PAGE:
* Um.. hello!?! ORDER? I wanted to ask him what his method of payment was.

Wednesday, November 11, 2009

10 things

I had 2 emails sent to me to repost this on my blog... so here it goes. I think it's pretty boring, but fun, nonetheless. Let's see what is on the top of my head of 10 things you may or may not know about me. This is a little out of my element since this blog is for my boy/family -- but hey I will give it a shot.

1. I don't eat meat, but don't consider myself a vegetarian. Weird? Yeah, I just say, "I don't eat meat"." I haven't for about 16 years.

2. I think a sandwich is a waste of time if the bread is even remotely on the road to becoming not fresh. The same with chips and salsa. You can have the best salsa, but if the chips aren't any good -- waste of time. Bring on the lard and some good chips! lol

3. I don't like leaving my kids. I enjoy being around them all the time, and relish in every moment. Yes, I need a break from time to time, but I choose to always be with them. I know these days will only be memories one day.

4. I LOVE going to the movies. I don't care how expensive it is now, I am a happy person at the movie theatre. I think that is what I miss most about having kids and not being able to get up and go and make my 2x week trip to the movies.

5. Inside I truly feel like an old soul. I feel like I should have been born in the 1800's, I get such a nostalgic feeling when I look at pictures, etc... from that era of time.

6. I secretely miss my maiden last name as my last name.

7. A few years ago, a little boy named Anthony came into my life unexpectedly at the mall. I still carry the sorrow, and helplessness as he lay dying in my arms. I kept him alive until help arrived, only to have him pass away 12 days later. The reason, CPR performed too late -- I always have the "what if" nagging at me when I see little boys his age. What if I helped him quicker, what if I yelled louder at the people around who stood to stare, and not help...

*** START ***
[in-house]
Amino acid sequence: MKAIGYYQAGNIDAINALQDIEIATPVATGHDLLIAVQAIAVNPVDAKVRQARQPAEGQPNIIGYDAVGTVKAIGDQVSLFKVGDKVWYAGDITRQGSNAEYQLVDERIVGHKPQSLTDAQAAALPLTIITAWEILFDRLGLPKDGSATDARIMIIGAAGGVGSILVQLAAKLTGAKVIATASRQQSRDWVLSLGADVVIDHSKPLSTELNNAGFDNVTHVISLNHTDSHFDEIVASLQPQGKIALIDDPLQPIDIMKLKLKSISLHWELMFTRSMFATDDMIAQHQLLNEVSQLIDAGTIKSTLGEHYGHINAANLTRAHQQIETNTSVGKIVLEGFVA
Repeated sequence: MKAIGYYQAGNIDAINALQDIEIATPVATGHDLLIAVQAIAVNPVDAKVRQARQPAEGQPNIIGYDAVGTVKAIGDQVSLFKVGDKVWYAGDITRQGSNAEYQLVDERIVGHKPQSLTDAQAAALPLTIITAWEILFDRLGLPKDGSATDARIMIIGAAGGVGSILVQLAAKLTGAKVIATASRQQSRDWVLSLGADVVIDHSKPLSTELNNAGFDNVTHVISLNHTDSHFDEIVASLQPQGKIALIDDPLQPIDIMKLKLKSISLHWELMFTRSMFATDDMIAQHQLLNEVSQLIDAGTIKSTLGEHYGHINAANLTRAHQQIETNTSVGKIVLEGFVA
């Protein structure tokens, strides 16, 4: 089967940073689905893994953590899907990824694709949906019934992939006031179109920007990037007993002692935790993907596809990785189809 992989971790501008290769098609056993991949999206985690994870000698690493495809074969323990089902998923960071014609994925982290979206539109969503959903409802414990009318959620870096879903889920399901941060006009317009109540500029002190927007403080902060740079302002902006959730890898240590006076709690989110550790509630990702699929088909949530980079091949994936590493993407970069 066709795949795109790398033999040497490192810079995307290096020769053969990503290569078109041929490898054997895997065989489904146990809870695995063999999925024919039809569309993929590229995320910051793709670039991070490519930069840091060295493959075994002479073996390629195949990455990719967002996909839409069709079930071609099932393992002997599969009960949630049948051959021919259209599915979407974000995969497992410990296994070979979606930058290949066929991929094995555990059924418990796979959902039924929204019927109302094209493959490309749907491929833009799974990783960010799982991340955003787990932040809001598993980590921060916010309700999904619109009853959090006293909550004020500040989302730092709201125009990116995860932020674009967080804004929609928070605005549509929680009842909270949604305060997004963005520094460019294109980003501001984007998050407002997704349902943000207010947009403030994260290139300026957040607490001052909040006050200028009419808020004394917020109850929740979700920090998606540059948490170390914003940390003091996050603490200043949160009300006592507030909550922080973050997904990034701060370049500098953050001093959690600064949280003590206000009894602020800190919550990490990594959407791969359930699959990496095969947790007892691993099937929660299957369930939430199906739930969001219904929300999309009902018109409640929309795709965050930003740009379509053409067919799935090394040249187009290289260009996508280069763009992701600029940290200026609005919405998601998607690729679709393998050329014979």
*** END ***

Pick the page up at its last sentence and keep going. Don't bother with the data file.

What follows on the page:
8. Komodo dragons and cockroaches make my heart skip a beat in pure, utter fear.

9. I very much dislike hospitals, and have passed out before from pure panic being in one. Along those lines, giving blood can have me on the floor as well. When I was pregnant with Gavin, since there was so many problems w/ the pregnancy, I was giving blood 1x week to check my hormone levels. Troy and I would drive 40 minutes to visit this ONE nurse who knew how to draw my blood without having me pass out. I would call before to make sure she was on shift. Wack - O! lol

10. Always wanted an "outie" belly button when I was pregnant. All I got was a deeper "innie", it looked like I had a doughnut under my shirt.

I hope you try it, that was interesting! Post 10 things about yourself that you may not think others know. Let me know, so I can check it out. ;)

Love Disney

I think this is pretty cool. We are Disney freaks, and it's so nice they are making this an option for visually impaired. I'm sure this is a start to many more accomodations.

Monday, November 9, 2009

Happiness and the choice to choose it

Your success and happiness lies in you.
Resolve to keep happy,
and your joy and you
shall form an invincible host
against difficulties.

- Helen Keller
I have said this before, I am always moved when I read Helen Keller's quotes, and really try to understand what point she is trying to convey. This is one that really hits home. My happiness here in my home for my family, lies within me. Regardless of the trials, if I strive to be happy, if we strive to be happy, we will be. I truly think happiness is an innate force we are all given when born and something we strive for subconsciously. It's a conscious decision however to live your life, happy. We can get be led astray with life's difficulties, throw our hands up and cowardly have our pity party (trust me I have done that). We can lose focus, play the victim, and allow adversity to get the best of us and lose our destination. The day to day shuffle, the pressure of finding balance between family, work, obligation, life can become overbearing and unweildly. However, if we choose to continue to stay on the path of happiness, we will not get lost.

For a while, at the beginning of my learning time (that's what I like to call the phase right after getting Gavin's diagnosis), I did not want to be happy. Sure, I would say I wanted to be, but I did not want to be happy. I did not want to be happy with the news I was given, our new life with our son and a disability I knew nothing about. Being happy meant I was accepting it. I did not want to accept it, you can read that about here. But now, after the acceptance, comes happiness. I am naturally a happy, see the glass half full type of person. I went off track a little with my pursuit of happiness, but it was always inside. It was my choice to choose it. For a while, I did not choose it.